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Looking to a Trusted Acolyte to Understand John Brown Raid

Book examines life of trusted spy who helped abolitionist in surprise attack at Harper’s Ferry

CHICAGO --- Ever since John Brown's raid to free slaves in 1859, historians and pundits have been asking who was John Brown and exactly what happened when he launched the surprise attack on the Harper’s Ferry armory in West Virginia? 

To help answer that question, a Northwestern University School of Law professor has written a new book that examines the life of John E. Cook, the man Brown trusted most with the details of his plans to capture the armory.

The book by Northwestern’s Steven Lubet, the Williams Memorial Professor of Law, is titled “John Brown’s Spy: The Adventurous Life and Tragic Confession of John E. Cook” (Yale University Press, November 2012).

Cook was attracted to abolitionism and to John Brown’s charisma, but he was a swashbuckler (and a womanizer) more than an ideologue and might have been drawn to some other cause under different circumstances, Lubet said.

“It is not difficult to imagine Cook as an anti-war protester in the 1960s or in the more extreme wing of today’s Tea Partiers,” he said. “Cook was looking for adventure and romance, although ended up playing a major role in the greatest moral crusade in all of American history.”

To Brown, slavery was a state of war, and the raid was intended to start a liberation movement among enslaved African Americans. The raid was carried out by only 22 men, including Brown’s sons. Ultimately Brown was found guilty of treason and hanged.

The book uncovers significant new information about Cook’s role in the planning of the raid and sheds light on many other lives involved in this important incident in American history.

In the weeks leading up to the raid, Cook helped quell a near mutiny among Brown’s men. The big question is why Brown, a “straight-laced moralist” put so much faith in Cook, “an utter libertine” for his most sensitive mission, Lubet said.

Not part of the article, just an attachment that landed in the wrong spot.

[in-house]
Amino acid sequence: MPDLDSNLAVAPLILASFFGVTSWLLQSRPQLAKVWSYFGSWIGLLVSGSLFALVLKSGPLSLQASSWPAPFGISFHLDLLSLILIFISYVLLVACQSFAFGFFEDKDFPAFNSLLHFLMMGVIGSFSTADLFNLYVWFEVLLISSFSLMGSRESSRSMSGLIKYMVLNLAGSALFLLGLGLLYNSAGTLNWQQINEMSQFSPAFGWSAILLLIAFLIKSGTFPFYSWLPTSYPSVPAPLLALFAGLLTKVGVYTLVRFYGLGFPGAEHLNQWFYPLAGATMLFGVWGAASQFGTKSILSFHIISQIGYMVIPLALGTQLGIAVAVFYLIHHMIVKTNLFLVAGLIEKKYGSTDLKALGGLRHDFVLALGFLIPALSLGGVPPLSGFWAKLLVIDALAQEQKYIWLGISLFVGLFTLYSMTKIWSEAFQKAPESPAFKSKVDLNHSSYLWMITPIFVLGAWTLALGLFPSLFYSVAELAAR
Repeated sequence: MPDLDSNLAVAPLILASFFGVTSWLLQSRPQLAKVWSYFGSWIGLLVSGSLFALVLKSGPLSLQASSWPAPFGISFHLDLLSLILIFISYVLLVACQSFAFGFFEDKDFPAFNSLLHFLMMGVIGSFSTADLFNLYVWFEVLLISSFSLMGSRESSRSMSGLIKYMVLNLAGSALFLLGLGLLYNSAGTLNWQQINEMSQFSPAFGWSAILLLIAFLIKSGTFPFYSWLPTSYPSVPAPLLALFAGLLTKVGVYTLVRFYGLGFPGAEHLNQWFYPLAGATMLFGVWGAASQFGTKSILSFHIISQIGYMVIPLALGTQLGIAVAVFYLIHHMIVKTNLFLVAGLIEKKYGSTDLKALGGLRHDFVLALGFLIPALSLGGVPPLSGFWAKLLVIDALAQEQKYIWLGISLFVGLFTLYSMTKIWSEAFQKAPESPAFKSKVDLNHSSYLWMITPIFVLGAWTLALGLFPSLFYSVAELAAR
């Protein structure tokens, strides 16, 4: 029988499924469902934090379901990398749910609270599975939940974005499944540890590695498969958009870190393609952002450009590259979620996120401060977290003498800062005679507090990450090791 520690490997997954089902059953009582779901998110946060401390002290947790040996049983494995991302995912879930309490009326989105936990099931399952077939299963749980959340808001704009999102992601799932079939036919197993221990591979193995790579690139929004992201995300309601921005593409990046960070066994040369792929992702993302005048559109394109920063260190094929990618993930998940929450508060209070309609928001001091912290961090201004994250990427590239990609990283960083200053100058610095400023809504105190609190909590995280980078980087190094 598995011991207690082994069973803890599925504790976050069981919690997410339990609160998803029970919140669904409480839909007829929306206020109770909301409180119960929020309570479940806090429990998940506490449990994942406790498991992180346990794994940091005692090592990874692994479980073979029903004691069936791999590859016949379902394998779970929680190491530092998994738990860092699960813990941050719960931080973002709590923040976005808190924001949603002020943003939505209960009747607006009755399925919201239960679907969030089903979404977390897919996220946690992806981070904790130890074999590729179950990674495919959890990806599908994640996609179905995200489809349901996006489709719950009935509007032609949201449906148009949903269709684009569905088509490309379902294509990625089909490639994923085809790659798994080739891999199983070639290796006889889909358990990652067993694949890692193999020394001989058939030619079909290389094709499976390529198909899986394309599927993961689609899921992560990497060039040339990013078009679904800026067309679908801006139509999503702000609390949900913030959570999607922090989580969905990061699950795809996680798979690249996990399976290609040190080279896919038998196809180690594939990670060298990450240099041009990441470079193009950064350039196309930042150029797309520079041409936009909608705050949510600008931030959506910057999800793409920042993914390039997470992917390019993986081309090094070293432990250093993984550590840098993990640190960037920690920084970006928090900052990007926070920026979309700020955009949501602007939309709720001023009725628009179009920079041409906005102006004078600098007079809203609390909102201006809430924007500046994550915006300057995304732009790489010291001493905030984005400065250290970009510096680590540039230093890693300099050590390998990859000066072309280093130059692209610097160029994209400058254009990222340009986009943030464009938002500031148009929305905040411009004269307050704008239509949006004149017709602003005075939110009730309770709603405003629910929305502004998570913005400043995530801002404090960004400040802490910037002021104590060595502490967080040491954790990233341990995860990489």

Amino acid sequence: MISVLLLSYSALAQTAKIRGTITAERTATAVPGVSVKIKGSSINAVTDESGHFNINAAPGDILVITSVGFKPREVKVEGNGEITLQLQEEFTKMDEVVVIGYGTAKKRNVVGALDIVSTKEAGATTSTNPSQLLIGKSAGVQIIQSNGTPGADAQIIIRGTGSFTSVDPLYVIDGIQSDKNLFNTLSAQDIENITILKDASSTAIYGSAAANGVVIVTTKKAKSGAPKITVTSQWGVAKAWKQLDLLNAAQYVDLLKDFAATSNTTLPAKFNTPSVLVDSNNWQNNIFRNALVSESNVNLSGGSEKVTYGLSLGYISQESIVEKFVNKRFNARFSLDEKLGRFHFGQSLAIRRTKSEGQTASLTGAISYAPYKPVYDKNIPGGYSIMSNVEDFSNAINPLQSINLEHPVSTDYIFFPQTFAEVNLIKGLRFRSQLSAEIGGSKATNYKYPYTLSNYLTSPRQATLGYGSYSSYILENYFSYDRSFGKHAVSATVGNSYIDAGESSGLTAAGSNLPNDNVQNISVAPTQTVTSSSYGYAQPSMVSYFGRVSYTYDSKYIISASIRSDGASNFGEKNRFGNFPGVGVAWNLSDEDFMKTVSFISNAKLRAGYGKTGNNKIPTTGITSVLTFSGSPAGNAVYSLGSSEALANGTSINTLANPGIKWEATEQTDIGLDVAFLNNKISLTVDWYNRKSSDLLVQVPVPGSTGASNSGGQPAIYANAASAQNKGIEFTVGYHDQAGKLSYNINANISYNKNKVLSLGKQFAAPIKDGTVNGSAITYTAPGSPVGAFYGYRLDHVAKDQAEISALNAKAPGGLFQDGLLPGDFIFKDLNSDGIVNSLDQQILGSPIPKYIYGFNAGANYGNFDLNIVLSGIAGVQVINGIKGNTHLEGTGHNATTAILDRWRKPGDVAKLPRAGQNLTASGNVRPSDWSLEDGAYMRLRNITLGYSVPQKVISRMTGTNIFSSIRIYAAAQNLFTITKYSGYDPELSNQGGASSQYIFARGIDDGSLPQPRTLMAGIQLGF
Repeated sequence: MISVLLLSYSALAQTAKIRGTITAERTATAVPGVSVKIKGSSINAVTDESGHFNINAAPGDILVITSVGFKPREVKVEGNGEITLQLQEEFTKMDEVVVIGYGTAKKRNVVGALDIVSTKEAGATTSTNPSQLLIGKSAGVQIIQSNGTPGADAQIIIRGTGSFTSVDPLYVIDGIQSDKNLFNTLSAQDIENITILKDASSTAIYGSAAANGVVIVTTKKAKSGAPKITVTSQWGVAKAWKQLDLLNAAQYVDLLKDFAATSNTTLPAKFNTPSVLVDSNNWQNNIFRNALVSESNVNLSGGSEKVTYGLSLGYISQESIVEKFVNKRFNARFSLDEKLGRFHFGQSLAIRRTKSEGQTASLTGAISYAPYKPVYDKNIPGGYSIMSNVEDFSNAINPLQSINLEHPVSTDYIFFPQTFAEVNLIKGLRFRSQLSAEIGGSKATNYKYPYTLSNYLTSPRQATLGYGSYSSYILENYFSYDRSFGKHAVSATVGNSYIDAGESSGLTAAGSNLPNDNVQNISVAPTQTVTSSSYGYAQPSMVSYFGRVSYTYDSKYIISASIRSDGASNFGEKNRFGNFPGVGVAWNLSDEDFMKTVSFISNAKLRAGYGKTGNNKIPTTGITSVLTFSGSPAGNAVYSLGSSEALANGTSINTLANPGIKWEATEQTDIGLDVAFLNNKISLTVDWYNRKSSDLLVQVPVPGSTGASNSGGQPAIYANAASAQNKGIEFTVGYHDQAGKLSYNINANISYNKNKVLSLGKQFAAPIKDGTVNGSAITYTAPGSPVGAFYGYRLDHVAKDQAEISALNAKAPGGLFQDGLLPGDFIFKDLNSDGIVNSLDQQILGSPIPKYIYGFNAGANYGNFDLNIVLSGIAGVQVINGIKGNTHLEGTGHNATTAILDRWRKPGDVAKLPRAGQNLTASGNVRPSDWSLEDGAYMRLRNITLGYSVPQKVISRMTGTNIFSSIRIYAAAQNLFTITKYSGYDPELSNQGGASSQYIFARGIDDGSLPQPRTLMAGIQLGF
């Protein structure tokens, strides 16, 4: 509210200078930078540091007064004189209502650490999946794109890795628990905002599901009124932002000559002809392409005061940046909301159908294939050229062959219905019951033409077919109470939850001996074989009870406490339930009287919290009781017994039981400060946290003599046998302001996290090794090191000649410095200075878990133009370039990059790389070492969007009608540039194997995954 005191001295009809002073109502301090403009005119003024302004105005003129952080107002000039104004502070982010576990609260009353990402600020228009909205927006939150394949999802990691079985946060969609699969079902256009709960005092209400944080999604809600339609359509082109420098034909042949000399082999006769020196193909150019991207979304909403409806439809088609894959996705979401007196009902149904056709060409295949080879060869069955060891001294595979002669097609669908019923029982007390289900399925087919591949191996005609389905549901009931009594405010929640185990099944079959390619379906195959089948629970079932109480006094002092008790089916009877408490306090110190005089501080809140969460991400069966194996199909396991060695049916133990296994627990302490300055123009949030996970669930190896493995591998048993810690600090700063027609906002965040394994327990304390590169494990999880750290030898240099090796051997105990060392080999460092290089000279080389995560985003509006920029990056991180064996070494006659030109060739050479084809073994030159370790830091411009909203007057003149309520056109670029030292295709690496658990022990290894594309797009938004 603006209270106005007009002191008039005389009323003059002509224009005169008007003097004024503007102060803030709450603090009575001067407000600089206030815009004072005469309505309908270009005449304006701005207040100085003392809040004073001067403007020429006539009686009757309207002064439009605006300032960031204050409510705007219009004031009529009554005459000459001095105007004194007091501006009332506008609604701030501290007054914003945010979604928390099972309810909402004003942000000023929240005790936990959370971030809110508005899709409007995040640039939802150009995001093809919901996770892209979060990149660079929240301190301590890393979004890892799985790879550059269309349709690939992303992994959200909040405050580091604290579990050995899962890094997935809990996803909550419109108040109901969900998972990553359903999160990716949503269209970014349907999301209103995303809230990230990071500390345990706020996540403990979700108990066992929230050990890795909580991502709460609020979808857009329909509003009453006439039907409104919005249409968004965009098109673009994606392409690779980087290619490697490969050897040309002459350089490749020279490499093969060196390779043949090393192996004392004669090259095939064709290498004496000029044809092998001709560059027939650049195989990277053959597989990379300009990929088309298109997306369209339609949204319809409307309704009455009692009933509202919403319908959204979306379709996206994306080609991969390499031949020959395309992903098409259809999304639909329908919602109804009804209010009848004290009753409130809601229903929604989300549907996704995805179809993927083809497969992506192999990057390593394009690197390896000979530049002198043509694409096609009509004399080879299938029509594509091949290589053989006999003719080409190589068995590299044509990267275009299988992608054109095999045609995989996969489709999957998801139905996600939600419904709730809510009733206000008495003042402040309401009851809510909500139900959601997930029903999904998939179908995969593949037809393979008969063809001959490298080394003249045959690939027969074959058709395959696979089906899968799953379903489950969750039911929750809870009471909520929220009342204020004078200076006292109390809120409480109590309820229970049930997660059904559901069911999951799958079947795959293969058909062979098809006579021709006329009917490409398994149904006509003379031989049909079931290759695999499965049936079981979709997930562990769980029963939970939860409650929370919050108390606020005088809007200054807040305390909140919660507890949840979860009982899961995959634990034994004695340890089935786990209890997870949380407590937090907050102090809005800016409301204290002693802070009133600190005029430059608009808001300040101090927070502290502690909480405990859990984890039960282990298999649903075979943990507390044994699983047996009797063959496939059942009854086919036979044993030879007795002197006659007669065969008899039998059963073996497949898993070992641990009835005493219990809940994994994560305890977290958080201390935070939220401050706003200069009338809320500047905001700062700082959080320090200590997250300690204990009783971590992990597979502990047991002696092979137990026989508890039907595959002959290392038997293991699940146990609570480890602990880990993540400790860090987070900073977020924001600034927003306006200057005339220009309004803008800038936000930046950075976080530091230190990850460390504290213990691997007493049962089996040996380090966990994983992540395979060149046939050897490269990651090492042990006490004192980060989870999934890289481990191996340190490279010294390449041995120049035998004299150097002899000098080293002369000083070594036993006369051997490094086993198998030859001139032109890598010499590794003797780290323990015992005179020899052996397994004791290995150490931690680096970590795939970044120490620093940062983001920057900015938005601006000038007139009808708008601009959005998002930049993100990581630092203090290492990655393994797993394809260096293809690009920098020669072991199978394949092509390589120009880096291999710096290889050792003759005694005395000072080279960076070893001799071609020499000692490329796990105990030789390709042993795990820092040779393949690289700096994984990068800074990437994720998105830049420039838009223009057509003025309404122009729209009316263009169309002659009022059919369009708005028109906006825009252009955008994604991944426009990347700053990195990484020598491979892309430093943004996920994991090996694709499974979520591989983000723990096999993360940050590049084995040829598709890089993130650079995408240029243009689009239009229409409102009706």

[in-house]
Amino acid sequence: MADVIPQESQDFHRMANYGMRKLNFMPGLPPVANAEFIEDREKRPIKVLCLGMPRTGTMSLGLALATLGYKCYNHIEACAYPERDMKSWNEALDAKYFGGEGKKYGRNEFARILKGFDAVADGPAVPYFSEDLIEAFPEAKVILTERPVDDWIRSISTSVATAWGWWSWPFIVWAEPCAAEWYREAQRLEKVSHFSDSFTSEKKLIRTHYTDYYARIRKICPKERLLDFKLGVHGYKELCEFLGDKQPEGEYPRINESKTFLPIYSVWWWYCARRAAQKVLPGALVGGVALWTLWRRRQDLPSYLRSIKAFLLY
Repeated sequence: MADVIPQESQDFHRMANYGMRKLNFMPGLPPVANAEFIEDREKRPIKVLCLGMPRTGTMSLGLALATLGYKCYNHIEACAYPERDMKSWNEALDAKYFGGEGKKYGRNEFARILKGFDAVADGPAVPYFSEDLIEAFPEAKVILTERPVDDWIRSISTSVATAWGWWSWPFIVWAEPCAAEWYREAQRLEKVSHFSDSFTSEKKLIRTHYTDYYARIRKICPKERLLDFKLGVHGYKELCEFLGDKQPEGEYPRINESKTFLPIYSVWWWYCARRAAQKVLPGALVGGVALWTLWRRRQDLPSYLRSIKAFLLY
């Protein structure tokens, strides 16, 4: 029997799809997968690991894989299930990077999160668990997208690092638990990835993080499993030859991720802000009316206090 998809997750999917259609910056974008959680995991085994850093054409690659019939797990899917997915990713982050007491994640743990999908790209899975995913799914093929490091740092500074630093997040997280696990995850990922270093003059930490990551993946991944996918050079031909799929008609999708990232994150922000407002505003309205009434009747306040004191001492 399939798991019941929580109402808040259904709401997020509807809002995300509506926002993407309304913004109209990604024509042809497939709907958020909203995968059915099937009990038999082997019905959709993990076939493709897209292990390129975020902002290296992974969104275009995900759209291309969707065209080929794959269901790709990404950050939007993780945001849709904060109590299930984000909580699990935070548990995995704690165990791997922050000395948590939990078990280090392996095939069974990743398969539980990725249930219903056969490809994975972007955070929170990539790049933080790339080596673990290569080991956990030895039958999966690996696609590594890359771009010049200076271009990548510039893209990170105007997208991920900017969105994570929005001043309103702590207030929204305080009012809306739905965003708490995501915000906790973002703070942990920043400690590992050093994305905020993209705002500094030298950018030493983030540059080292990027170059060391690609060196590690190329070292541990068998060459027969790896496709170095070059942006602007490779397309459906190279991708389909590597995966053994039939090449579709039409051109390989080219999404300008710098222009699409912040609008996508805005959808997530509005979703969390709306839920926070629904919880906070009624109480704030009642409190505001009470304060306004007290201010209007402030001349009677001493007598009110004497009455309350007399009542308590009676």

“The short answer is that Brown was desperate for men -- he never attracted more than a couple of dozen followers -- so he had to accept everyone who signed up,” he said. “But I think there is also something more in the character of self-styled prophets that can lead them to ignore even their own better judgment.”

Cook lived for a year as a spy among unsuspecting Virginians, gathering intelligence in preparation for the raid that would alter American history. As a spy, he was essential to the execution of Brown’s plans. He provided maps of the area, plans for the buildings that Brown captured and a census of the local slaves whom Brown mistakenly believed were ready for rebellion. Cook also impregnated and then married a local woman, which earned him the hatred of Virginians once he was exposed as a spy.

 “Although John Brown is a well-known figure in American history, we know almost nothing about the men who comprised the small army that followed him,” said Lubet, a leading expert in the fields of trial advocacy and legal and judicial ethics “Cook’s life seemed like a perfect way to explore that story -- it has intrigue, eroticism, betrayal and redemption.”

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